Farmer Focus: Grass worries and pica ended by June rain

How things can change so quickly. A little over two weeks ago we were getting close to a desperate situation with grass growth due to the lack of rainfall since March.

We were feeding silage and 5kg of concentrates in the parlour. The bit of grass that was going into the diet was high in dry matter but quickly losing quality due to the rapid rate of grass going to head. 

However, after 90mm of rain by late June we are now leaving paddocks for silage that have grown ahead of us. The speed of change is incredible. 

See also: What is holistic grazing and what are the benefits?

It feels like a management mistake to go from feeding silage one day to then leaving fields for silage two weeks later. However, when we stopped feeding silage our average cover was still around 1,900kg DM/ha.

And while the farm had greened up considerably after the first bit of rain, growth was only just starting again. However, we have now grown in excess of 75kg DM/day for two weeks and we just have the stocking pressure to deal with that – it’s a nice problem to have.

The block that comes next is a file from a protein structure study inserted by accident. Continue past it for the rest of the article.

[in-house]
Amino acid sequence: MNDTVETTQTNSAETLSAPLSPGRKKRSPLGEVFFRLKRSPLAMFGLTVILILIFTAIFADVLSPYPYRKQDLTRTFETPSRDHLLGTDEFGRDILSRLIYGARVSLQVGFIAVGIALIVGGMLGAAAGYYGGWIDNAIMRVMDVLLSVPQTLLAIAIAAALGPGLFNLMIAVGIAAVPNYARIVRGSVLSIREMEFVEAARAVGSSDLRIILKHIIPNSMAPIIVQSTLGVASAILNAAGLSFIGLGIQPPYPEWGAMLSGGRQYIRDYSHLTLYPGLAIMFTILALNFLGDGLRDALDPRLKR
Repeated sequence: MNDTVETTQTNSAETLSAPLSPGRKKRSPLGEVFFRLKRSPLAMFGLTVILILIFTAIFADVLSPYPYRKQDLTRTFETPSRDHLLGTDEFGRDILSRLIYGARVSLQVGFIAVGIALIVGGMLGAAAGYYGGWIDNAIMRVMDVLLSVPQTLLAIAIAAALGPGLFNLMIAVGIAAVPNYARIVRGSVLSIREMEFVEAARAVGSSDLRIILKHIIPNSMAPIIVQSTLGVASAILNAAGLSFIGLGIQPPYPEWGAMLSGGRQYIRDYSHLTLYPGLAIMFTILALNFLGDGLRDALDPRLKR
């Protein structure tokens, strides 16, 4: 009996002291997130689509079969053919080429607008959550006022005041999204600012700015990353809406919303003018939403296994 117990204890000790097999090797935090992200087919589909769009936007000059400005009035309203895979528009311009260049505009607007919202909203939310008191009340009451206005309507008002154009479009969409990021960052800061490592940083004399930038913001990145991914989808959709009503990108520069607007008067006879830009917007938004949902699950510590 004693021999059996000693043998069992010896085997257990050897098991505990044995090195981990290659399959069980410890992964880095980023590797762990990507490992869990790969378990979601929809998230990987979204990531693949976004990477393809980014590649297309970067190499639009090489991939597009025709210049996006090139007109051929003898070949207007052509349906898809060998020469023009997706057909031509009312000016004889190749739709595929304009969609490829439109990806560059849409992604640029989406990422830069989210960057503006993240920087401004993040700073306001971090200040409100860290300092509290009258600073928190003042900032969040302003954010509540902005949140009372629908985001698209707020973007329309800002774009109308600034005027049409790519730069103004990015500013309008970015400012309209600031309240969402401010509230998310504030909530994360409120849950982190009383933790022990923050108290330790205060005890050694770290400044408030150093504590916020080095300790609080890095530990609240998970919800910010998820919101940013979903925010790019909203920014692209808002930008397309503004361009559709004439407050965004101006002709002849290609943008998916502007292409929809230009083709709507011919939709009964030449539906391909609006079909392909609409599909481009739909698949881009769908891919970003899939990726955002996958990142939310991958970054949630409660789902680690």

Cow behaviour during the prolonged dry spell was peculiar at times. They were trouble-free for the most part, enjoying the settled weather which didn’t bring extreme heat and were content on high dry matter grass, silage and feed. 

What was evident though was unusual behaviour, with them chewing anything they could get at – from stones to electric gate ropes and water pipes. This was reported across a lot of spring-grazing farms, with lack of fibre or phosphorus being two of the most popular theories. 

We felt that fibre was dealt with in the silage and we increased phosphorus supplement in feed to maximum levels.  

It did suppress the behaviour a bit. However, it stopped completely with the return of lush grazing pastures.

We managed to complete 100% AI for six weeks of serving, finishing with British Blue and then Angus after the first three weeks of sexed semen. The bulls have been active but not at an alarming rate and we look forward to scanning in July.

Johnjo Roberts is a Farmer Focus writer on Anglesey. Read his biography.